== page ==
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After a pandemic-induced hiatus, the Ammerman Center for Art and Technology’s biennial symposium returned to Connecticut College in full color this November.
By Amy Martin | Photos by Bob MacDonnell
oing on three years since “social distancing” entered the lexicon and live performance took a reluctant intermission, artists, technologists and scholars from around the world gathered on the Connecticut College campus to challenge perspectives on what it means to engage, assemble and participate.
The visually stunning and thought-provoking results were on full display at “CONTACT: The 17th Biennial Symposium on Arts and Technology,” held Nov. 10-12.
“In the contemporary vocabulary, ‘contact’ is something to be avoided in physical interactions or something perhaps just out of reach in our remote relationships with others. Contact also contains the promise of new and continued engagement within communities and among disparate institutions and so-called disciplines,” said Nadav Assor, the Judith Ammerman ’60 Director of the Ammerman Center and an associate professor of art at Conn.
The symposium featured dozens of performances, installations, workshops and fully immersive exhibitions addressing topics ranging from climate change to space exploration, social protest to communal healing rituals, and sustainable food systems to material culture.
In the spirit of contact, collaboration and inclusivity—and in lieu of a traditional keynote—the symposium featured four commissioned artists: Centre for Emotional Materiality, Anonymous Ensemble, Ensemble Pamplemousse and Joel Ong. The artists spent the week leading up to the event building and finalizing their pieces, meeting with students and members of the local communities, hosting workshops and guest-teaching classes.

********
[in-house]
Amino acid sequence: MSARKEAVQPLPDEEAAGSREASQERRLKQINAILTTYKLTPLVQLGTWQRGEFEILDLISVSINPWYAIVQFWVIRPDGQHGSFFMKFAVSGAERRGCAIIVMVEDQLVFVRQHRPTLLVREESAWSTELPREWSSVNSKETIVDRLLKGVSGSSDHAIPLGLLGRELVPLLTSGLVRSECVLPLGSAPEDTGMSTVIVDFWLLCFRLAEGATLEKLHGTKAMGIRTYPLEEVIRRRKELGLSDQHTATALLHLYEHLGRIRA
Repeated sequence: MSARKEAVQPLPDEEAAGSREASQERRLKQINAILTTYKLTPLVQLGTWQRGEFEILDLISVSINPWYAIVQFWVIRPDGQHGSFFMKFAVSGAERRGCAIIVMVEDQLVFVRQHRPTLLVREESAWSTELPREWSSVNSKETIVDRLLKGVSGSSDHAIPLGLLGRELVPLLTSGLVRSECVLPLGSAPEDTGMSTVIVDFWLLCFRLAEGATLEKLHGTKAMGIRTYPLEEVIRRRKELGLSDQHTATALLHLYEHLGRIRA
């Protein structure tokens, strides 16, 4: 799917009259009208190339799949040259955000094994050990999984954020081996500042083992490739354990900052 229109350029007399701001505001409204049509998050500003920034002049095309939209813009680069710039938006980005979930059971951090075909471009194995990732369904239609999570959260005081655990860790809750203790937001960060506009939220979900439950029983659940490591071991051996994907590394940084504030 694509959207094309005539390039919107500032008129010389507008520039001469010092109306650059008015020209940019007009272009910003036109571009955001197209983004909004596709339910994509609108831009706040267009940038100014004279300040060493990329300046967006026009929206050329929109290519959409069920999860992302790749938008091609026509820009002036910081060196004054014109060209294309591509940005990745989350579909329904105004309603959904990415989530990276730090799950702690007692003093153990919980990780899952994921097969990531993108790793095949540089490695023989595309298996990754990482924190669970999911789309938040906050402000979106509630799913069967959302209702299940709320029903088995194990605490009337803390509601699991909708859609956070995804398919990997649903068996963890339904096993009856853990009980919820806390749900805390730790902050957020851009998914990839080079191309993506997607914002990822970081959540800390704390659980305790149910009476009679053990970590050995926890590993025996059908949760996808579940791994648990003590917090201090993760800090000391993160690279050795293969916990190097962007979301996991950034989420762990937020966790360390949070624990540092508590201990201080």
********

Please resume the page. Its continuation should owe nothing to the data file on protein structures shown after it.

“The students jumped in and helped with everything from ushering to setting up in the gallery to working alongside our commissioned artists,” said Steve Luber, associate director of the Ammerman Center. “The understanding of arts and tech not only as the presentation, but the process, is so vital, and the students really saw what it means to put in the work and commitment required in such a field.”
Giorgi Chikvaidze ’24, a psychology major and Ammerman Center scholar, had the opportunity to work all week with Anonymous Ensemble in the Athey Center for Performance and Research at Palmer Auditorium.
“It surprised me how easy it was to bond and communicate with commissioned artists. Not only were they great artists, they were humble, sweet, simply wonderful people. They were excited to hear our thoughts, and all of them were more than glad to chat with us about our own projects and give advice,” Chikvaidze said.
“It meant the world to me to be able to do all these things. Working in a professional environment with commissioned artists, I was troubleshooting their problems, exchanging information and simply growing day by day. Events like the Ammerman symposium are crucial for networking and have a profound impact on the college experience.”